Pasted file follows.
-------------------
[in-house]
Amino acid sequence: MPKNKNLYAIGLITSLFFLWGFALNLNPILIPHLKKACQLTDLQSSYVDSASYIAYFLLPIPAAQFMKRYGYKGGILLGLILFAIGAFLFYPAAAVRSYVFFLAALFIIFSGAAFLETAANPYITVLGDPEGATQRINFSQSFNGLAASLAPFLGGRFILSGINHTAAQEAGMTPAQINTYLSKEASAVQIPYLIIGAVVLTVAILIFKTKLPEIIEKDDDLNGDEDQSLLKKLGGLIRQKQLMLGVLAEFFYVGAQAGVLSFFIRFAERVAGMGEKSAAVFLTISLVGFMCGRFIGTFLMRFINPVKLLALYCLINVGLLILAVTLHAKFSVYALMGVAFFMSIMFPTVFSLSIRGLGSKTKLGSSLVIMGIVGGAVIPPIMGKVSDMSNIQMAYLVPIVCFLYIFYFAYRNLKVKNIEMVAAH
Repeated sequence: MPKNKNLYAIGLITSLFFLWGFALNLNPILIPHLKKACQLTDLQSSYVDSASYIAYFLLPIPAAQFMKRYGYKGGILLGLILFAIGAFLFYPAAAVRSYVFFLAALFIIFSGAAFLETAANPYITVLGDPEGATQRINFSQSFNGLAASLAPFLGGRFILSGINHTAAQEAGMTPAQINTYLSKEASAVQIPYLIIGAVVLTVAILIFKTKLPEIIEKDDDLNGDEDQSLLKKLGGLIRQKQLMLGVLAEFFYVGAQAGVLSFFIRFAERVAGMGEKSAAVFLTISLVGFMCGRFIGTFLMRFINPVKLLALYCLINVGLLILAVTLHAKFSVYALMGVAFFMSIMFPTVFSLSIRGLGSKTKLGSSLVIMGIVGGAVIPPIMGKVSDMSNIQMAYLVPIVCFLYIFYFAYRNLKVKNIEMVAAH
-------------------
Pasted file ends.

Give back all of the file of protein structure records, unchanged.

[in-house]
Amino acid sequence: MPKNKNLYAIGLITSLFFLWGFALNLNPILIPHLKKACQLTDLQSSYVDSASYIAYFLLPIPAAQFMKRYGYKGGILLGLILFAIGAFLFYPAAAVRSYVFFLAALFIIFSGAAFLETAANPYITVLGDPEGATQRINFSQSFNGLAASLAPFLGGRFILSGINHTAAQEAGMTPAQINTYLSKEASAVQIPYLIIGAVVLTVAILIFKTKLPEIIEKDDDLNGDEDQSLLKKLGGLIRQKQLMLGVLAEFFYVGAQAGVLSFFIRFAERVAGMGEKSAAVFLTISLVGFMCGRFIGTFLMRFINPVKLLALYCLINVGLLILAVTLHAKFSVYALMGVAFFMSIMFPTVFSLSIRGLGSKTKLGSSLVIMGIVGGAVIPPIMGKVSDMSNIQMAYLVPIVCFLYIFYFAYRNLKVKNIEMVAAH
Repeated sequence: MPKNKNLYAIGLITSLFFLWGFALNLNPILIPHLKKACQLTDLQSSYVDSASYIAYFLLPIPAAQFMKRYGYKGGILLGLILFAIGAFLFYPAAAVRSYVFFLAALFIIFSGAAFLETAANPYITVLGDPEGATQRINFSQSFNGLAASLAPFLGGRFILSGINHTAAQEAGMTPAQINTYLSKEASAVQIPYLIIGAVVLTVAILIFKTKLPEIIEKDDDLNGDEDQSLLKKLGGLIRQKQLMLGVLAEFFYVGAQAGVLSFFIRFAERVAGMGEKSAAVFLTISLVGFMCGRFIGTFLMRFINPVKLLALYCLINVGLLILAVTLHAKFSVYALMGVAFFMSIMFPTVFSLSIRGLGSKTKLGSSLVIMGIVGGAVIPPIMGKVSDMSNIQMAYLVPIVCFLYIFYFAYRNLKVKNIEMVAAH